|NATURAL BRIDGE PARK|
Natural Bridge Park has been continuously operated since the 1950's. A visit to this scenic area includes Picnic accommodations, Artesian well, and Gift Shop featuring hand crafted items. The Park is open from 8:00am Till Dusk. Natural Bridge is 60 foot-high, 148-foot-long sandstone and iron ore bridge formation is said to date back 200 million years. It is known as the longest Bridge east of the Rockies.
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Located less than 30 minutes from Natural Bridge, like a diamond that is deep, clear and blue, Lewis Smith Lake is one of Alabama’s treasures. Located in Walker, Winston and Cullman counties, this 21,200-acre lake is one of the top Alabama reservoirs. If you typically fish a shallow, stained body of water, then your first trip onto Smith Lake can be intimidating. Watching your depth finder jump to 200 plus feet can leave you feeling lost. However, like most lakes, the majority of bass, bream and crappie fishing is done by casting to the numerous large rocks and fallen trees along the shoreline. With 500 plus miles of shoreline, it isn’t that difficult to find fish. Numerous Marinas dot it’s shoreline, and the closest one to Natural Bridge is a short trip away. Lakeshore Inn, with it’s restaurant, 178 slip marina and Inn complements the recreational opportunities of owning Natural Bridge private park.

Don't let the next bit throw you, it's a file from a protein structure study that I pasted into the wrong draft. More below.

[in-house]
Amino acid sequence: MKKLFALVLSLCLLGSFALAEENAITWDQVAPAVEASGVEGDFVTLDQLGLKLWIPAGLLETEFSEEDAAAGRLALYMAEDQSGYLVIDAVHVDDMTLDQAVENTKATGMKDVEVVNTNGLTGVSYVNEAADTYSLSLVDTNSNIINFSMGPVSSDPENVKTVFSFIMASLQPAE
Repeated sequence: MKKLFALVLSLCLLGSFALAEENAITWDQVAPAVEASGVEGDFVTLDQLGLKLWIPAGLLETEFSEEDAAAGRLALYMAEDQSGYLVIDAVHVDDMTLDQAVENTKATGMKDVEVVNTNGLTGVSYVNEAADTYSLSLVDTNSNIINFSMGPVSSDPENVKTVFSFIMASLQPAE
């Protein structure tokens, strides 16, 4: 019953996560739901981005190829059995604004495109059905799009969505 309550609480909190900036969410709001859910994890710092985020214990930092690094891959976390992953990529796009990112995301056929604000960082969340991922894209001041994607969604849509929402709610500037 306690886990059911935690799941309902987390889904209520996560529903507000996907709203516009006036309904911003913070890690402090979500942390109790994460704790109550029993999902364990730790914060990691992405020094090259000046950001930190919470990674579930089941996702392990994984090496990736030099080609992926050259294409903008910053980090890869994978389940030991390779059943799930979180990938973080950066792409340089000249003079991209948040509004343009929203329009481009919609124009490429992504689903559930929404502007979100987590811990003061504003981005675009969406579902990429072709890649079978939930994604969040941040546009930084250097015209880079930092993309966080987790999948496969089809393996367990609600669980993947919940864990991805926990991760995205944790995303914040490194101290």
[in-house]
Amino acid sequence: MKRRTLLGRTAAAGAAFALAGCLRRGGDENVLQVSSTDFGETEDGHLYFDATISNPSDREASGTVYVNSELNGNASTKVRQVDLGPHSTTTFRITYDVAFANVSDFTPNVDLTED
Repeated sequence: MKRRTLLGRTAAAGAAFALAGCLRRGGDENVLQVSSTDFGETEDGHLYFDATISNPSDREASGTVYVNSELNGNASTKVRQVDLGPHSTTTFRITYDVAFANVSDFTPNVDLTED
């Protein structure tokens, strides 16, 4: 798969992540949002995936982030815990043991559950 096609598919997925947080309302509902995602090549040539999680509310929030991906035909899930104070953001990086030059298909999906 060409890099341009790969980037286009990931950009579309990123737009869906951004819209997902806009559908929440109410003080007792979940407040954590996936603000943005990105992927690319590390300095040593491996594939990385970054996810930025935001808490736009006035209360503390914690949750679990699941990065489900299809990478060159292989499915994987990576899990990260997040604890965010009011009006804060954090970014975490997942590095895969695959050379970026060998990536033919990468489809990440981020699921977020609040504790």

The William B. Bankhead National Forest is located only 30 minutes from Natural Bridge and it is Alabama's largest National Forest, with 181,230 acres. It is the home of Alabama's only National Wild and Scenic River, the Sipsey Fork. It is located in northwestern Alabama, around the town of Double Springs. Known as the "land of a thousand waterfalls," this vast monument to nature and man is popular for hiking, horseback riding, hunting, boating, fishing, swimming, canoeing and more. Within the forest lies the Sipsey Wilderness with a host of wildlife and an abundance of swift streams, limestone bluffs, and waterfalls. Native American relics abound in Bankhead, one of the Southern United States's premier sites for petroglyphs, prehistoric drawings, and rock carvings, at sites such as the Kinlock Shelter.
Not quite an hour from Natural Bridge is the Sipsey Wilderness. The United States Congress designated the Sipsey Wilderness in 1975 and it now has a total of 24,922 acres. Wild-flowing creeks in northwestern Alabama converge to become the Sipsey River, 61 miles of which has been designated Wild and Scenic. Running below sandstone bluffs that rise 30 to 100 feet above the water, through a forest of often imposing second-growth trees and occasional small stands of virgin timber , the Sipsey and its tributaries slice neatly through the Wilderness. Sinkholes, small caves, and scenic overlooks are plentiful. Twelve established trails, all rated easy to moderate, crisscross the area. Wilderness camping, building campfires, hunting, and fishing are permitted. Horsepackers are allowed on designated trails.